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GOING THE DISTANCE
"CHRISTMAS MESSAGE 2011"
Photo by Genghis
MABEL FREAKIN' WONG: Forty candles this Christmas.
Christmas 2011 bore witness to my 1971 Harley-Davidson turning forty years old this year. She is my Rosabilt Stroker Super Glide, "Mabel." That she turned forty seems significant to me, a true milestone in my life, and in the life of my Harley-Davidson. The advanced age of my forty year old motorcycle in my mind, confers a Patina of Specialness on Mabel, and that is what this Christmas Message for 2011 is about: The power of old Harley-Davidsons.
As we celebrate Christ's birth and are readying to transition into 2012, let's ruminate for a moment this Christmas, on what it means to keep old Harleys keeping on: The true dedication of True Bikers is what it takes to keep a good 'ole girl like Mabel on the road, like new. There is nothing like time as a capable qualifier of who's a True Biker. You've heard me over the years decry the exact opposite of who True Bikers are, with some recognizable snappy catch phrases:
I included in there by extension, "FTF" which was a tell regarding how YUPs and RUBs have epitomized transient role-playing by buying new bikes, until the Next Big Trend makes an appearance in their empty existences, rather than as a descriptive term for Biker Lites. "FTF" says more about Lites who ride new Harleys exclusively, than about The Firm. Blind Consumerism was the target of this catch phrase. Bullseye, man!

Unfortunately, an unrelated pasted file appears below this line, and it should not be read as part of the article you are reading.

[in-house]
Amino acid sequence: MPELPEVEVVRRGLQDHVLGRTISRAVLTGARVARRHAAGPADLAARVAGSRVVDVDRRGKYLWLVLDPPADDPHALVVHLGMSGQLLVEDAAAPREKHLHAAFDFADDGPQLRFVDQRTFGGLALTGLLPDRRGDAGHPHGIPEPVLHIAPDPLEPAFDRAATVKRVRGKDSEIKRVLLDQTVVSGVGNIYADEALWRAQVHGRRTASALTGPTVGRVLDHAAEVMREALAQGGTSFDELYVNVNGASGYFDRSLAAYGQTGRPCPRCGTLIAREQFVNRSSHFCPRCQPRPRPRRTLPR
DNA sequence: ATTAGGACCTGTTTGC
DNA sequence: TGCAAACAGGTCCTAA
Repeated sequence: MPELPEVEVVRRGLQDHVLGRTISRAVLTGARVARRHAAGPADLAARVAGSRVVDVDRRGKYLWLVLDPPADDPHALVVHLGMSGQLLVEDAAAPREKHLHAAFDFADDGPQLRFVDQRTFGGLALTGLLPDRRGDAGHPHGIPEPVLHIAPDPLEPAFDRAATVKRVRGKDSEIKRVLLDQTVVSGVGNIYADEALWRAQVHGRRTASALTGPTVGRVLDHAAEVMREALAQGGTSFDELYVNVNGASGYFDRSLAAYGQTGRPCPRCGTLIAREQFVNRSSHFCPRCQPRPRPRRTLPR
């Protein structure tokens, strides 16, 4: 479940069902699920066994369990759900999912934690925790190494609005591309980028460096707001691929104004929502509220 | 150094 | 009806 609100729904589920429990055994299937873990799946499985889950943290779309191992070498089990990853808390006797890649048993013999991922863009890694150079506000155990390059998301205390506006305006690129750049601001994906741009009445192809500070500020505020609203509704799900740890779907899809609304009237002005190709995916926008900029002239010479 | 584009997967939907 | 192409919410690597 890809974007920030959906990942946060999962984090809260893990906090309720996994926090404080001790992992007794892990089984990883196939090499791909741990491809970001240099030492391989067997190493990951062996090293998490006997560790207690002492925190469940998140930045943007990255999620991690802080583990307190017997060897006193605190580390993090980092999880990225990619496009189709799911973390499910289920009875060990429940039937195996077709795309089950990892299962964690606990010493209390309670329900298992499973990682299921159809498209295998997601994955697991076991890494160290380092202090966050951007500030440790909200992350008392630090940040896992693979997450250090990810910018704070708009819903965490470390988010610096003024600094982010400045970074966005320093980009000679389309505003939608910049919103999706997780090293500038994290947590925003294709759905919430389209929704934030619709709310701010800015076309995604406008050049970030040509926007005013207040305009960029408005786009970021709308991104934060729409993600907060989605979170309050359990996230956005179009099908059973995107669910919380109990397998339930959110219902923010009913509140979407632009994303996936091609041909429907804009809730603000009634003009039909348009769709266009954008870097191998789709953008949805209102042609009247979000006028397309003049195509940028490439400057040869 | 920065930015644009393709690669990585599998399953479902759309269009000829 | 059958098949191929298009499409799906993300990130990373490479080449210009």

Maybe instead of flippin' our H-D patches, we should've been flipping patches depicting Biker Lites wearing leather vests festooned with twenty pounds of tin rally badges.
True Bikers like you, eschew the new and celebrate the old.
I was flipping through a biker rag the other day, paying little attention to the polished, ground-up custom chops so ubiquitous these days. Let's face it, ya see one, you've seen 'em all. These are bikes with a ton of gaudy glitz and glamour on 'em, looking like painted whores on crack. They give garbage wagons a run for their money for superfluousness and complication by default. Complexity rules, man. Then I turned the page.
I turned the page, and this 1951 panhead rigid hit me in the eye like a big pizza pie, and it's amore'. My heart flipped over as my eyes were glued to the picture of this machine.
I stared at this photo for minutes, unable and unwilling to turn the page. I was riveted. This pan was heart-achingly beguiling. I had to ask myself, why?
Unpretentious, with no fancy paint. Some rust here and there. No gaudy one-off geegaws on her. But, she was righteous. She had a standard wishbone frame with all the brackets still attached. A stock-length wide glide with OEM risers and buckhorns. This bike had this "Patina of Specialness" that only age can confer to a machine, an authenticity ratified by the passage of time. What a beautiful machine this good old pan was, who shone with an inner light that only Old Harleys can emit. She was and is, gut-wrenchingly beautiful. Like My Mabel. Age confers unpretentious righteousness. There is an intangible quality to an old Harley, that is just plain missing from a new Harley-Davidson. It's like the motorcycle has to pay her dues with the passage of time, to earn that respect, that patina.
That's what this year's Christmas message is all about.